Nanotyrannus is Actually T. Rex, Junior

Back in 1942, a small dinosaur skull was examined and classified as a relative of Tyrannosaurus rex. However, paleontologists did not have much to work with. Eventually, more parts were found as well as a nearly-complete skeleton in 2003 for Nanotyrannus. Upon further examination, it was determined that Nanotyrannus did not exist.

Taxonomy problems bother scientists, especially evolutionists who classify dinosaurs. A long-standing fossil turns out to have been misidentified as a juvenile T. rex.
Credit: Wikimedia Commons / MCDinosaurhunter (CC by-SA 3.0)
"You mean like Nanny Pelosi, Cowboy Bob?"

Ummm...sure. While Nanotyrannus was not real under that name, it turns out that it was a teenager. The first of the two articles features is shorter and focuses on the error of growth rings, which seems similar to dendrochronology. Since dinosaurs were unique and there was a lack of data, it should not come as a surprise that this method failed. Young dinosaurs like this one are considered by many creationists to have been on Noah's Ark, and they would have matured after the Flood.
A new analysis of a small pair of T. rex-like fossils, called Nanotyrannus, shows they were actually teenage T. rexes.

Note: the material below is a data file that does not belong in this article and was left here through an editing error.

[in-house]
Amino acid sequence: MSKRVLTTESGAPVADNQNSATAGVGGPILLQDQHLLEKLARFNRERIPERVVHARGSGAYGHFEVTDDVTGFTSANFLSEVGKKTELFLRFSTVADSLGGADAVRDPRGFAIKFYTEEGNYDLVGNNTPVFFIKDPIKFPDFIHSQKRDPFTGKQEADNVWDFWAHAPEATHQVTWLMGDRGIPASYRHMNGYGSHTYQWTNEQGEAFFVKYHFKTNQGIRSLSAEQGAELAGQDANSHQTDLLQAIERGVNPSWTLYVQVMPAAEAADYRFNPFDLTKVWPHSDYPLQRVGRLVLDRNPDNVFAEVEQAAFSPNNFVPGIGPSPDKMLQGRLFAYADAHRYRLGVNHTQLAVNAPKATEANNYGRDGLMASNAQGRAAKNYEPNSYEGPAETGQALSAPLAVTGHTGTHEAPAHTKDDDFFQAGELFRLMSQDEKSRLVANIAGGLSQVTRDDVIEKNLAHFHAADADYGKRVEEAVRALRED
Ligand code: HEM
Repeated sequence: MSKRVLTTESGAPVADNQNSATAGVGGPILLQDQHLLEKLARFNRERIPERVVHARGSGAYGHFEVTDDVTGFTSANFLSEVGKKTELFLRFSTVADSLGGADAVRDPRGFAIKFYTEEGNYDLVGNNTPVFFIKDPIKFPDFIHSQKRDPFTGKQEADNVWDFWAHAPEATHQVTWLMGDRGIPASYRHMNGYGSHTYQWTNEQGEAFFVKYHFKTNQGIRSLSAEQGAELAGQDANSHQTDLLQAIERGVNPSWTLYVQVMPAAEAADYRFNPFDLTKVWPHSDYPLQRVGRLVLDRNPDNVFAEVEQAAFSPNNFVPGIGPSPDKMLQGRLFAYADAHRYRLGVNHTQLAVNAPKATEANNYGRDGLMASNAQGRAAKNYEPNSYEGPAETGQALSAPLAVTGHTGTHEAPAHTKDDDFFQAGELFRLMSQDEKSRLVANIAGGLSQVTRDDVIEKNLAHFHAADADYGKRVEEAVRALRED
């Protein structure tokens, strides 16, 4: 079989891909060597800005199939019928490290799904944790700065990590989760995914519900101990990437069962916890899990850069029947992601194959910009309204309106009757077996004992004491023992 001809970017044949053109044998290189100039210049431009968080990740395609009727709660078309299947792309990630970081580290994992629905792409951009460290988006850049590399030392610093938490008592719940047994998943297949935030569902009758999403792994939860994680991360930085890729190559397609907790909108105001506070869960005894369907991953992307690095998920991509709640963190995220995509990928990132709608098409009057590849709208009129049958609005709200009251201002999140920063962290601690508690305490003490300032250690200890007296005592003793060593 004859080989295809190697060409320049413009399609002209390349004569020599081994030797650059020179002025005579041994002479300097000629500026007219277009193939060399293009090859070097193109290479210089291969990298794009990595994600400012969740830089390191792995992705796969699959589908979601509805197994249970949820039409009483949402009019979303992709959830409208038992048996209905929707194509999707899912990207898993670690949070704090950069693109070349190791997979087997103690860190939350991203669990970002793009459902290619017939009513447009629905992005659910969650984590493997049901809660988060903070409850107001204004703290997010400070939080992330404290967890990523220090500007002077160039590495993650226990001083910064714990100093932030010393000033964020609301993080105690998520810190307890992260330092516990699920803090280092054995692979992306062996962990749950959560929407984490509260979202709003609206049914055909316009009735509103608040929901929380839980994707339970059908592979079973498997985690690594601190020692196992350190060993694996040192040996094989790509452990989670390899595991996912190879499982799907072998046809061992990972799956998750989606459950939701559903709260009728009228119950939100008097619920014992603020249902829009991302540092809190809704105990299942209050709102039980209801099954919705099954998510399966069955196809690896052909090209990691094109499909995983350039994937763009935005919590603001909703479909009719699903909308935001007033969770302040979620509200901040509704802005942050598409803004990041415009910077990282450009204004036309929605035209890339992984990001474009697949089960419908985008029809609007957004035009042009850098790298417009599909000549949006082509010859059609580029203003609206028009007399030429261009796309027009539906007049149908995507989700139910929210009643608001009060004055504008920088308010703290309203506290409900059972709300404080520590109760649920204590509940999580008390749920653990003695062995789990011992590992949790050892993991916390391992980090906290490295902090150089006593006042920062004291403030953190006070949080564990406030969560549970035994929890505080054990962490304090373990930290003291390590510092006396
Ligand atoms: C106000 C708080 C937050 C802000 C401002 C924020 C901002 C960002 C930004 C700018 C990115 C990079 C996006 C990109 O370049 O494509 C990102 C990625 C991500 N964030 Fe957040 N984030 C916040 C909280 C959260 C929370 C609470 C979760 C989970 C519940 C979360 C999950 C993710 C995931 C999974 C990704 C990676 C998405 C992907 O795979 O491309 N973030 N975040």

Holly Woodward, from Oklahoma State University, and her colleagues reporting in Science Advances, counted the growth rings in the leg bones of the two Nanotyrannus specimens. Their results showed the specimens were not a new species. Rather, they were just 13 and 15-year-old T. rex dinosaurs.
To read the rest of the first article, click on "Teenage T. rex Fossils". The next article is more detailed.

Determining taxonomy has been problematic for a long time — especially for dinosaurs. There is prestige in making a discovery, but there have been many dinosaurs that have been reclassified as juveniles as well male and female of the same type. This is compounded by arrested growth patterns.
The latest research on one dinosaur called Nanotyrannus (Nano- or dwarf and tyrannus or tyrant) has finally firmed up what it was, a teenage T rex. Most of our information was known primarily from a single proven specimen, CMNH 7541. It was originally believed to be a new distinct genus based on a handful of cranial and postcranial features. Now, additional research on the creature’s bone tissue confirms it was merely a juvenile T. rex. The story of arriving at this conclusion is a good example of a big problem in the science of taxonomy, namely determining what is (or is not) a new species. This case also illustrates the problem of extrapolating conclusions about evolution from the fossil record.

The problem is actually central in documenting evolution. What one may conclude is a transitional form between one species and a more evolved species may well be only a juvenile of a known species, and not a new species. Paleontologists admit that “despite its iconic status as the king of dinosaurs, Tyrannosaurus rex biology is incompletely understood,” even though since its discovery in 1905 the famed King of Dinosaurs “was met with intense scientific interest and public popularity, which persists to the present day.”
To finish reading, click on "Kid dinosaur was misidentified as a new species".

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